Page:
One of the most trying parts of divorce has to do with the divvying up of your marital assets. When more money is involved, asset division proceedings tend become more stressful and more complicated. One of the most important issues relating to marital property division is the definition of marital property itself. These definitions can vary from state to state, so let's take a look the way Tennessee law addresses this issue.
In T.C.A. Section 36-4-121, Tennessee law defines marital property as follows:
-- All personal and real property, intangible and tangible, that is acquired by the spouses during their marriage, from the date of marriage to the filing of the divorce pleading. However, marital property will not consider fraudulent transactions made by either of the spouses in anticipation of the divorce filing. Marital property will be valued as closely as possible to the entry date of the final marital property division order.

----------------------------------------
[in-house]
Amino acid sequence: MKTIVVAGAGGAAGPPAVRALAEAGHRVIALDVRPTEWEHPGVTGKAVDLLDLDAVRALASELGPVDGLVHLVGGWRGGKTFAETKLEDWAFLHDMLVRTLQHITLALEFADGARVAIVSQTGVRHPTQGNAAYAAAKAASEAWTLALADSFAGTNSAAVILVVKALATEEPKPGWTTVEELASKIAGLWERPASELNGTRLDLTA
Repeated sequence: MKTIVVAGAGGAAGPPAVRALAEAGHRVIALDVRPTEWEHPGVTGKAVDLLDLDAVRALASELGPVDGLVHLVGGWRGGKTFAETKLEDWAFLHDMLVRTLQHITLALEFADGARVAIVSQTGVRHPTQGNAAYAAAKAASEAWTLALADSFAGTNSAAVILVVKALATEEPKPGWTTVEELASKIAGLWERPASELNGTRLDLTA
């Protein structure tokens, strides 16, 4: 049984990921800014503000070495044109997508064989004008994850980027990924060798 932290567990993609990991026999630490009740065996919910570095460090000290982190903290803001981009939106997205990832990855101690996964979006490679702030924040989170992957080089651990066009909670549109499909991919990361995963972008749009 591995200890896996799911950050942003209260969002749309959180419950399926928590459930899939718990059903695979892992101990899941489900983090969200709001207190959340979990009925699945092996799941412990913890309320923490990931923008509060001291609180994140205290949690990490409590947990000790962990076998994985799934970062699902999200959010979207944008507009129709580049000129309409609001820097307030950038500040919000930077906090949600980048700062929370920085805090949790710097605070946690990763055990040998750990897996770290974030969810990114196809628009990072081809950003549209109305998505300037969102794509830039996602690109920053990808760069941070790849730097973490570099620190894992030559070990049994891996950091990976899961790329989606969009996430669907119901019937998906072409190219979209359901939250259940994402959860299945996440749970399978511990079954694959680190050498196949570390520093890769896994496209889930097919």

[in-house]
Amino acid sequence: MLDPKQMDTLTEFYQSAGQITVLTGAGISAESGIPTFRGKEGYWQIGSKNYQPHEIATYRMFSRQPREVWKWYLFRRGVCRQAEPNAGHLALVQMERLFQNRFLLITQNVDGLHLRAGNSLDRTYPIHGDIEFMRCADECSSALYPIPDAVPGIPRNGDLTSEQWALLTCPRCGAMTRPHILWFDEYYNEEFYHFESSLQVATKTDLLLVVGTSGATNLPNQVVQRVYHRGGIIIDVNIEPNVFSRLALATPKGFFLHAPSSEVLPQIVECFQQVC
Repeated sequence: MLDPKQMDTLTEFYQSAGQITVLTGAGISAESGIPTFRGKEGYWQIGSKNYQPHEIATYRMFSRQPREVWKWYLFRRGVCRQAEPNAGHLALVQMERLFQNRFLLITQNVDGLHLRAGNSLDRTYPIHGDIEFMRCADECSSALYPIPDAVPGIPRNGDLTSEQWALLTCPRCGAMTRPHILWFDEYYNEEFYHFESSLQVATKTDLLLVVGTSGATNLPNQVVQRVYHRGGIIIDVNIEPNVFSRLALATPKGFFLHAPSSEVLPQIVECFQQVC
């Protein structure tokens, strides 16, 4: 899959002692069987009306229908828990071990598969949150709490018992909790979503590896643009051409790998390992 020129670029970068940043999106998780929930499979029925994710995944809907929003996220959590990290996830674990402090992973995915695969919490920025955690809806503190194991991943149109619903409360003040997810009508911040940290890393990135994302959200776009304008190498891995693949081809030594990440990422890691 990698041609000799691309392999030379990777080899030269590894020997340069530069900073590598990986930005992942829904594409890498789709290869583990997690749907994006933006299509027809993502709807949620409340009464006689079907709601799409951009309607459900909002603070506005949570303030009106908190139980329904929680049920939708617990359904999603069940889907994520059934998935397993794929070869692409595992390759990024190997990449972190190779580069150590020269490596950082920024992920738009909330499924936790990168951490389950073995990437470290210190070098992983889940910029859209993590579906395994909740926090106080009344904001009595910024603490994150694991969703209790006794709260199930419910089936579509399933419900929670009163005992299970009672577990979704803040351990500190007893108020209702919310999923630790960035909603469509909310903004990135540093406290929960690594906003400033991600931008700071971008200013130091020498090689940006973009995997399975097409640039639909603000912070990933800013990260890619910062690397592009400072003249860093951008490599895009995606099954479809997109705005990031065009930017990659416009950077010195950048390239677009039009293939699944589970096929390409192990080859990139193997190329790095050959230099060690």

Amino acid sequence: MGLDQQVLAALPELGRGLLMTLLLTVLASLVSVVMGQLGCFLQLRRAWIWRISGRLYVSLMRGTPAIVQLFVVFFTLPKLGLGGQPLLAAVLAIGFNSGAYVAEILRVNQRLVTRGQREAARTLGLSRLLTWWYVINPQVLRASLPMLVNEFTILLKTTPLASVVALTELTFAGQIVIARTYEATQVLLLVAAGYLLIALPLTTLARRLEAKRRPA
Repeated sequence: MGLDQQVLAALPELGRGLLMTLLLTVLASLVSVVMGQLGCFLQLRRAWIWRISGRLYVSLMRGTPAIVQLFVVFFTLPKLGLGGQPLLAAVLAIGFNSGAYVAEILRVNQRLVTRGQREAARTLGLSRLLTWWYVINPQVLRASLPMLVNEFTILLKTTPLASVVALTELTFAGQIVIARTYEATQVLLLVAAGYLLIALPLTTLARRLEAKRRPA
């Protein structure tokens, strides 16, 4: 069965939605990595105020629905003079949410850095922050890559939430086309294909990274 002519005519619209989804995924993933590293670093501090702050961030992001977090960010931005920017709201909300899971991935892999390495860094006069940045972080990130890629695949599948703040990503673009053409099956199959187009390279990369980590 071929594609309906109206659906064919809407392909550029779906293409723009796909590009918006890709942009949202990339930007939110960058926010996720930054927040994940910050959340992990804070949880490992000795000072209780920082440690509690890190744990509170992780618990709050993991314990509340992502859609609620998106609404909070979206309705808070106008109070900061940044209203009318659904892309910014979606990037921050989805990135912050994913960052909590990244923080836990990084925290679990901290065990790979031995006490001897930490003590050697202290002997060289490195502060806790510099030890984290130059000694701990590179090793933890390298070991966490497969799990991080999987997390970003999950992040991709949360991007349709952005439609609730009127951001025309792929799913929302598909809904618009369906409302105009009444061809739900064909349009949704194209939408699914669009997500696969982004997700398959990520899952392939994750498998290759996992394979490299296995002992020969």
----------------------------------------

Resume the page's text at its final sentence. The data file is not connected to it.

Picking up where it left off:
-- Marital property relates to any income from and any value increase of property during the marriage. It also relates to income earned by the spouses during the course of the marriage and income on pensions, stocks, unvested stock option rights and retirement and other benefits.
-- Marital property includes personal injury recoveries, and money obtained as a result of workers' compensation and social security claims and other legal actions.
There can be a lot of differing opinions about how marital property should be divided in a divorce. Also opinions will differ about what shall be considered marital property and what is not. As such, Tennessee residents in the throes of heated property division proceedings may want to retain the assistance of an experienced divorce law firm, such as the Law Office of Steven C. Girsky, to help protect their rights.